Seminars & Events

APL (Ajiken Power Lunch)

How Climate Change Affects the Cost of Debt for the World’s Most Vulnerable Developing Countries

APL (Ajiken Power Lunch) is a lunchtime workshop open to public, including IDE staffs, visiting research fellows, IDEAS students, outside researchers and graduate students. This workshop provides a platform for presentation of any work in progress where we can discuss in either English or Japanese.

Those who would attend a seminar are asked to announce yourself to receptionists on your arrival at the IDE and to obtain APL Organizers' signature on your admission card after the seminar.


May 30, 2018. (Wednesday) 12:30-14:00


How Climate Change Affects the Cost of Debt for the World’s Most Vulnerable Developing Countries

Over the last century, the frequency of natural disasters has increased significantly. The causes of these hazards are complex, but there is widespread consensus in the scientific community that anthropogenic climate change has led to an increase of temperatures of oceans and the atmosphere, which in turn has contributed to the frequency and severity of extreme weather events. While a growing literature has investigated the impact of climate change on economic growth and estimated the economic losses associated with extreme weather events, there is a dearth of research that investigates the effect of climate risk on the cost of sovereign debt. We use indices from the Notre Dame Global Adaptation Initiative to investigate the impact of climate risk on bond yields. Our methodology invokes panel ordinary least squares with robust standard errors and principal component analysis. The latter serves to address the inherent multicollinearity between a set of climate risk measures. We find that countries with higher exposure to climate risk, such as the member countries of the V20 climate vulnerable forum, exhibit higher cost of debt. This effect is significant after accounting for a set of macroeconomic controls. Specifically, we estimate the incremental debt cost due to higher climate risk, for the V20 countries, to have exceeded USD 62 billion over the last ten years. We also find that a measure of social readiness, which includes education and infrastructure, has a negative and significant effect on bond yields, implying that social and physical investments can mitigate climate risk related debt costs and help to stabilise the cost of debt for the V20 countries.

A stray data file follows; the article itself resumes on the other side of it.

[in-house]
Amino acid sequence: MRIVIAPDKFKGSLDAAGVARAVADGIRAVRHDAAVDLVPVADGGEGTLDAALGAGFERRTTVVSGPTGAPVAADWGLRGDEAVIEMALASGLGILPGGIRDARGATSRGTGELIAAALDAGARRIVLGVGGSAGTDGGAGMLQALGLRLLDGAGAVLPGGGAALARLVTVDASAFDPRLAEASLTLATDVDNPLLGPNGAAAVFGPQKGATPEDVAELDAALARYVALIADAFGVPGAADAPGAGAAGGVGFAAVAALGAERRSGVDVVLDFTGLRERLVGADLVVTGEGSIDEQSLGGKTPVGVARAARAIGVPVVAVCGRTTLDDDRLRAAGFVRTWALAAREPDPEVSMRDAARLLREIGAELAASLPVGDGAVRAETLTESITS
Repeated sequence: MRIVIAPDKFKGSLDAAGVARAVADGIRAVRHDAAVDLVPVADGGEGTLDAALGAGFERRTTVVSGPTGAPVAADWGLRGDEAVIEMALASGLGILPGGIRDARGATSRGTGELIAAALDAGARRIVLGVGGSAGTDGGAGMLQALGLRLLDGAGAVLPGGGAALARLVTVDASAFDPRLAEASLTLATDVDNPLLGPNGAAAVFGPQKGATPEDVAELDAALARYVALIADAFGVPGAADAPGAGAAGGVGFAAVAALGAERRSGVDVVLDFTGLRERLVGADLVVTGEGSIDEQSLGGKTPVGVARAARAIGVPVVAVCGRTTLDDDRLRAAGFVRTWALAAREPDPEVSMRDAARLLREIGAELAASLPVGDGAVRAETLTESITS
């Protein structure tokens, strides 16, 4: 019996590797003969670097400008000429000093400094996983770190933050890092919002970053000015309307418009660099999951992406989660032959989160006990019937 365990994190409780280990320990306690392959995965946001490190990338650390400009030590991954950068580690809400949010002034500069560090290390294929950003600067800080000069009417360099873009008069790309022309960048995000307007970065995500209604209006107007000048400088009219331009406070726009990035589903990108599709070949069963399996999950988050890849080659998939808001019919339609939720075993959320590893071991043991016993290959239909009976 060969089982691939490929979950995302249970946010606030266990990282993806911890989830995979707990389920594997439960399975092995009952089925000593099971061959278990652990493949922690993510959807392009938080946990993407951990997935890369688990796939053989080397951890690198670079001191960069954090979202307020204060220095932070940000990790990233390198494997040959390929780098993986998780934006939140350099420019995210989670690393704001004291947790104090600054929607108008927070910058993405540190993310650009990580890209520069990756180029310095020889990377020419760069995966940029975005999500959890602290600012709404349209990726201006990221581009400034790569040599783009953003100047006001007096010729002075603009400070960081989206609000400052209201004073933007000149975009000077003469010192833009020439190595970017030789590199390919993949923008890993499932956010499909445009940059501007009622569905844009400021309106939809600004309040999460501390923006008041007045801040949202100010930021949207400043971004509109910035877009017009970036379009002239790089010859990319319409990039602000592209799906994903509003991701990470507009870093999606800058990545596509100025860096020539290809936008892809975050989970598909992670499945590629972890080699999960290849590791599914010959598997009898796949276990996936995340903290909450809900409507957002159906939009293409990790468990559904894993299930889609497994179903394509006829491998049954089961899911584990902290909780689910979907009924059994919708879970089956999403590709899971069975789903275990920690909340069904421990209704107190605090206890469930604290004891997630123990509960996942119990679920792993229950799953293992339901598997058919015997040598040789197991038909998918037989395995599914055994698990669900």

Ulrich Volz (Head of Department of Economics, School of Oriental and African Studies [SOAS], University of London)

Tatsufumi Yamagata




Institute of Developing Economies, APL Organizers
E-mail: APLE-mail